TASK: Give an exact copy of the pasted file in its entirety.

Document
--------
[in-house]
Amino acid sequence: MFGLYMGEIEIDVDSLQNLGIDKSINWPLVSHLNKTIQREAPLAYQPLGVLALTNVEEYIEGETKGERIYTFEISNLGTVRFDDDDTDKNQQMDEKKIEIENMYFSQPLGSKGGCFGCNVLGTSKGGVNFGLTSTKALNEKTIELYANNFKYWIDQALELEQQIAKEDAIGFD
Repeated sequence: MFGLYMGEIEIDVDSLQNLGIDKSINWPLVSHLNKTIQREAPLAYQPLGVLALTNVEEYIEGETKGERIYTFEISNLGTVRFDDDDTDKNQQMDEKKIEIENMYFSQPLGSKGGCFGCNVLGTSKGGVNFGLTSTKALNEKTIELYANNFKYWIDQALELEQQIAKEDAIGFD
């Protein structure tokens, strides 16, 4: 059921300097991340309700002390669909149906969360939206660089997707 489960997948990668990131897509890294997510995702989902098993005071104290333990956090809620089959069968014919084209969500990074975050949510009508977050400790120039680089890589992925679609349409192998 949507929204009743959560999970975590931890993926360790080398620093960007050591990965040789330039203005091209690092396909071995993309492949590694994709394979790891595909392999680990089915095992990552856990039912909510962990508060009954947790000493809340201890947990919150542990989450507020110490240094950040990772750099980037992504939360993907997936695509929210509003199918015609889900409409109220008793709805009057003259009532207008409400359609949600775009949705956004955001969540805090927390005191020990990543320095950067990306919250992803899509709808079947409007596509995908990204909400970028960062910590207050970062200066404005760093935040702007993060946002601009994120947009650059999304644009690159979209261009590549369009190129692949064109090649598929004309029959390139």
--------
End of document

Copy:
[in-house]
Amino acid sequence: MFGLYMGEIEIDVDSLQNLGIDKSINWPLVSHLNKTIQREAPLAYQPLGVLALTNVEEYIEGETKGERIYTFEISNLGTVRFDDDDTDKNQQMDEKKIEIENMYFSQPLGSKGGCFGCNVLGTSKGGVNFGLTSTKALNEKTIELYANNFKYWIDQALELEQQIAKEDAIGFD
Repeated sequence: MFGLYMGEIEIDVDSLQNLGIDKSINWPLVSHLNKTIQREAPLAYQPLGVLALTNVEEYIEGETKGERIYTFEISNLGTVRFDDDDTDKNQQMDEKKIEIENMYFSQPLGSKGGCFGCNVLGTSKGGVNFGLTSTKALNEKTIELYANNFKYWIDQALELEQQIAKEDAIGFD
């Protein structure tokens, strides 16, 4: 059921300097991340309700002390669909149906969360939206660089997707 489960997948990668990131897509890294997510995702989902098993005071104290333990956090809620089959069968014919084209969500990074975050949510009508977050400790120039680089890589992925679609349409192998 949507929204009743959560999970975590931890993926360790080398620093960007050591990965040789330039203005091209690092396909071995993309492949590694994709394979790891595909392999680990089915095992990552856990039912909510962990508060009954947790000493809340201890947990919150542990989450507020110490240094950040990772750099980037992504939360993907997936695509929210509003199918015609889900409409109220008793709805009057003259009532207008409400359609949600775009949705956004955001969540805090927390005191020990990543320095950067990306919250992803899509709808079947409007596509995908990204909400970028960062910590207050970062200066404005760093935040702007993060946002601009994120947009650059999304644009690159979209261009590549369009190129692949064109090649598929004309029959390139």